[EM] Voting by selecting a published ordering
Simmons, Forest
simmonfo at up.edu
Fri May 12 19:38:52 PDT 2006
Paul,
Actually, I did not assume that there was any linear or two dimensional relationship. You can use any measure of closeness that you want, linear, non-linear, ten dimensional, or infinite dimensional (for example the norm of the difference of the quantuum mechanical wave functions of the candidates, if you like).
My only assumption is that there is some measure d of distance that (for each pair of candidates A and B) satisfies d(A,B)=d(B,A) , and that when d(A,B)<d(A,C), consistency requires that candidate A rank candidate B ahead of candidate C .
These distances are numbers, so they can be linearly ordered.
In fact, when there are n candidates, there are C(n,2) of these pairwise distances, which can be ordered in C(n,2)! ways. Each of these orderings is in an equivalence class of size n! obtained by permuting the candidates. So there are at most C(n,2)!/n! distinct geometrically consistent cases.
If n=3, then C(n,2)=3, and C(n,2)!=n!, so there is only one distinct geometrically consistent case.
If n=4, then C(n,2)=6, and C(n,2)!=720, and n!=24, so that leaves 720/24=30 geometrically distinct cases. If you will write out all thirty of these cases (as I have), you can verify for yourself that only one of them fails to always have a Condorcet Winner.
In the process you will see that only one of them (a different one) fails to always have a Condorcet Loser, as well.
So most of the time, in the context of Candidate Published Orderings, Concorcet will yield an unambiguous social ordering of the candidates, with no cycles to resolve.
More importantly (and precisely) it means that if the four candidates accurately judge their relative closeness to each other (and vote sincerely) then there is only one chance in 240 that there will not be a Condorcet Winner.
Why 1/240 instead of 1/30? Because, as I mentioned in my previous message, even in the one case where there is not always a Condorcet Winner, only one eighth of the distributions of the voters among the four factions will result in a cycle.
I would say that's amazing, and extremely relevant to the topic of this thread.
Forest
________________________________
From: Paul Kislanko [mailto:kislanko at airmail.net]
Sent: Wed 5/10/2006 7:35 PM
To: Simmons, Forest
Subject: RE: [EM] Voting by selecting a published ordering
The problem is you just translated a multidemionsal problem into a 2-dimensional one by assuming there was a linear relationship among the candidates, when in fact the social choice problem is that assigning a metric that relates A & B is impossible if there's more than 1 issue and more than 3 voters.
________________________________
From: election-methods-bounces at electorama.com [mailto:election-methods-bounces at electorama.com] On Behalf Of Simmons, Forest
Sent: Wednesday, May 10, 2006 5:19 PM
To: election-methods at electorama.com
Subject: Re: [EM] Voting by selecting a published ordering
I've been exploring certain questions in relation to this topic of Candidate Published Orderings.
First of all, which combinations of candidate orderings make sense geometrically?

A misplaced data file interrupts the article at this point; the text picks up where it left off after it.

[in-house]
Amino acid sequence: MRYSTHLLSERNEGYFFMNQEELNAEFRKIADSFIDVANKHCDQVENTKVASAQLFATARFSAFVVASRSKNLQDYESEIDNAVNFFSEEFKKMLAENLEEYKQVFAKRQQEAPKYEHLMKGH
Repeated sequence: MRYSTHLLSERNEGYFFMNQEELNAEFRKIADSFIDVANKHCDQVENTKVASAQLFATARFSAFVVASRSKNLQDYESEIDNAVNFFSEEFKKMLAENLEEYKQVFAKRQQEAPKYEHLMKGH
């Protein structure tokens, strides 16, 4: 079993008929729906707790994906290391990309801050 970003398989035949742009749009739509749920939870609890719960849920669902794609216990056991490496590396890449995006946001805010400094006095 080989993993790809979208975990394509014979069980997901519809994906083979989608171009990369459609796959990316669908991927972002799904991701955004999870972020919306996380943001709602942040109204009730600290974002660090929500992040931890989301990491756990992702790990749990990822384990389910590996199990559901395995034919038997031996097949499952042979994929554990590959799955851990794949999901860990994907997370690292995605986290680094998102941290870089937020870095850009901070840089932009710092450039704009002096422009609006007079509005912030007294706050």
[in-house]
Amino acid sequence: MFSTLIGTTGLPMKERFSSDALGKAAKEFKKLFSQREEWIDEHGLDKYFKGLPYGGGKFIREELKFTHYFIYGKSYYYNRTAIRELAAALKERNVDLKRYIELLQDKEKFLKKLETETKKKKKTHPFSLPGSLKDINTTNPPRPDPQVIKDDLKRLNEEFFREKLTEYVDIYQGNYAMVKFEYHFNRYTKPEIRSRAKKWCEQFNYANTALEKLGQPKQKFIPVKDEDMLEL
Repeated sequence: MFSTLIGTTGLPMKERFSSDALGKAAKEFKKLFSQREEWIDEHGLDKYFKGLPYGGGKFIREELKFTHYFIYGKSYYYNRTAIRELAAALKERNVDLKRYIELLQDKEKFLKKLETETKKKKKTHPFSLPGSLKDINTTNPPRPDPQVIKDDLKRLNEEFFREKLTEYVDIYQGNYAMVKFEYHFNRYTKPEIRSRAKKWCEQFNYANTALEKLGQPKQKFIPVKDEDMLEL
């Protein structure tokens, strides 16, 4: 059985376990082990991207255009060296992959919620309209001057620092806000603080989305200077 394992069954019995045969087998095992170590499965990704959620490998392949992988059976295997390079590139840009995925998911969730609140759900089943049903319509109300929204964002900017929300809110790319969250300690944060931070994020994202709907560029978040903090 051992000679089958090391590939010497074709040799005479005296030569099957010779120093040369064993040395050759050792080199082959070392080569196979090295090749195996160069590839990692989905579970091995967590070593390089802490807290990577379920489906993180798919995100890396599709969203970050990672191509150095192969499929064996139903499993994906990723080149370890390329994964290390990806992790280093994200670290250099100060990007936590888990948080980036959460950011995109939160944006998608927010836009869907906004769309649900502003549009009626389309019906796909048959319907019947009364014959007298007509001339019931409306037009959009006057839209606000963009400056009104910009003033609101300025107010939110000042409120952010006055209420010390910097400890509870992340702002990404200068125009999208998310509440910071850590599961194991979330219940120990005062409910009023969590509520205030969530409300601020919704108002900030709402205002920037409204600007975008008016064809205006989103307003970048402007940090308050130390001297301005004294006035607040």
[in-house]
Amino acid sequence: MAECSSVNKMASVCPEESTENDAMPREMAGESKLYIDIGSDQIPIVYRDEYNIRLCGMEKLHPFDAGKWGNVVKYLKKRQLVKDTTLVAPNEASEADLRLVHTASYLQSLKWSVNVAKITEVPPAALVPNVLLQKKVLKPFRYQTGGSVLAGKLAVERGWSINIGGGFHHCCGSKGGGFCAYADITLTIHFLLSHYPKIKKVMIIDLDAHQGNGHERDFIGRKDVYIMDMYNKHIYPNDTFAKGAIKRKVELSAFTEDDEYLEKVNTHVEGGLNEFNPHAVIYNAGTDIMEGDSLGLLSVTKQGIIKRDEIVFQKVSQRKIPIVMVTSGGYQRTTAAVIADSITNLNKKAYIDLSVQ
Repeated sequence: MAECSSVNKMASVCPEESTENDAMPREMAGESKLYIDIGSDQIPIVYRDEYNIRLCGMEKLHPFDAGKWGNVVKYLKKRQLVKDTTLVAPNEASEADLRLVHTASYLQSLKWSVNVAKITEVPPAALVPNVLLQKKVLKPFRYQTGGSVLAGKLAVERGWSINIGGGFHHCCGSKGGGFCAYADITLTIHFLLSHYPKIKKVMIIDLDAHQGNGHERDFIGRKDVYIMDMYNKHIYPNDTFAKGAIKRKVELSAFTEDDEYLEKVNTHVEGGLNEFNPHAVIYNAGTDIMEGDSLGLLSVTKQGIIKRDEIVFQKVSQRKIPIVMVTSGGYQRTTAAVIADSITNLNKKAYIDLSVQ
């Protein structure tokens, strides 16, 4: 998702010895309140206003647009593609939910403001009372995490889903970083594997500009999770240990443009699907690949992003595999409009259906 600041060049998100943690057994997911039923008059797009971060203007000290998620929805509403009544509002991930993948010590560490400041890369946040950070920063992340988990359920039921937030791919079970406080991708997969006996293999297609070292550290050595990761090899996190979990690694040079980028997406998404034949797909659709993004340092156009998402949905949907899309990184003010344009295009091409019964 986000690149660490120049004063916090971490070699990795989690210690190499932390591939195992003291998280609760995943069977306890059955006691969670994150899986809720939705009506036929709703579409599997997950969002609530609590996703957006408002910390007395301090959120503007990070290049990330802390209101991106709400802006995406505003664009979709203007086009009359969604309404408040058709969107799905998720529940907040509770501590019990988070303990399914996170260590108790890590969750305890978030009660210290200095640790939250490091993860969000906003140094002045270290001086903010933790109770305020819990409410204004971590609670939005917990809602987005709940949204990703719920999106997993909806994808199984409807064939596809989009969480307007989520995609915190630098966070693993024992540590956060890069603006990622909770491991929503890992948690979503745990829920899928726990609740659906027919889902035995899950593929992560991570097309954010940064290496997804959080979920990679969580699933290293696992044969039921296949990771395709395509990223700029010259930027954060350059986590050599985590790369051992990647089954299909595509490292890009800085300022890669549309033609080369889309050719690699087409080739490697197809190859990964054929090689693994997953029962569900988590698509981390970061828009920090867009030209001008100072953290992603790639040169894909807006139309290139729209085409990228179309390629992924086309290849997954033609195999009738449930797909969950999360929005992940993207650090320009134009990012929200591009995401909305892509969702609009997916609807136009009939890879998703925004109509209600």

This question is not hard to answer in the case of three candidates, A, B, and C.
Suppose that candidates A and C are the furthest apart from each other as measured by some symmetric metric (Euclidean or not).
Then geometric consistency requires that the A and C orderings are ABC and CBA, respectively.
The B ordering could be either BAC or BCA.
Either of these can be obtained from the other by a permutation of the letters.
In summary, there is essentially only one case (up to permutations of the letters) that is geometrically consistent, when there are three candidates:
x:ABC, y:BAC, z:CBA ,
and no matter the sizes of the factions x, y, and z, there will always be a Condorcet Candidate.
There are many more cases to consider when there are four candidates A, B, C, and D.
However, it turns out that (up to permutations of the letters) there are only thirty (30) cases that are geometrically consistent, and 29 (all but one) of these are like the above case in that there will always be a Condorcet Candidate, no matter how the faction sizes w, x, y, and z are distributed.
The geometrically consistent case that does not always have a Condorcet Winner is the following:
w:ACDB, x:BCDA, y:CBDA, z:DBCA.
Even this case has a Condorcet Winner for precisely 87.5 percent of the distributions of faction sizes w, x, y, and z. The exceptions occur when all of the following relations hold simultaneously:
x+y<50%, z<50%, x+z>50%
which describes precisely one eighth of the volume of the tetrahedron given by
x+y+z < 100%
in the first octant of the x, y, z, coordinate system. (Note that w is determined from x, y, and z by w+x+y+z=100% .)
To see that this case is geometrically consistent, locate candidates A, B, C, and D respectively, at the points
(4,2), (0,0), (1,0), and (0,2) in a Cartesian Coordinate Plane.
The important thing about these positions is that
d(A,B)>d(A,D)>d(A,C)>d(C,D)>d(B,D)>d(B,C) .
I'll stop here for now, to give you all a chance to digest these interesting facts.
To me they are rather amazing facts, and potentially useful, IF we can figure out how to incorporate them appropriately into this candidate published ordering setting, or more generally, into a one faction per candidate setting.
More on that later.
Forest
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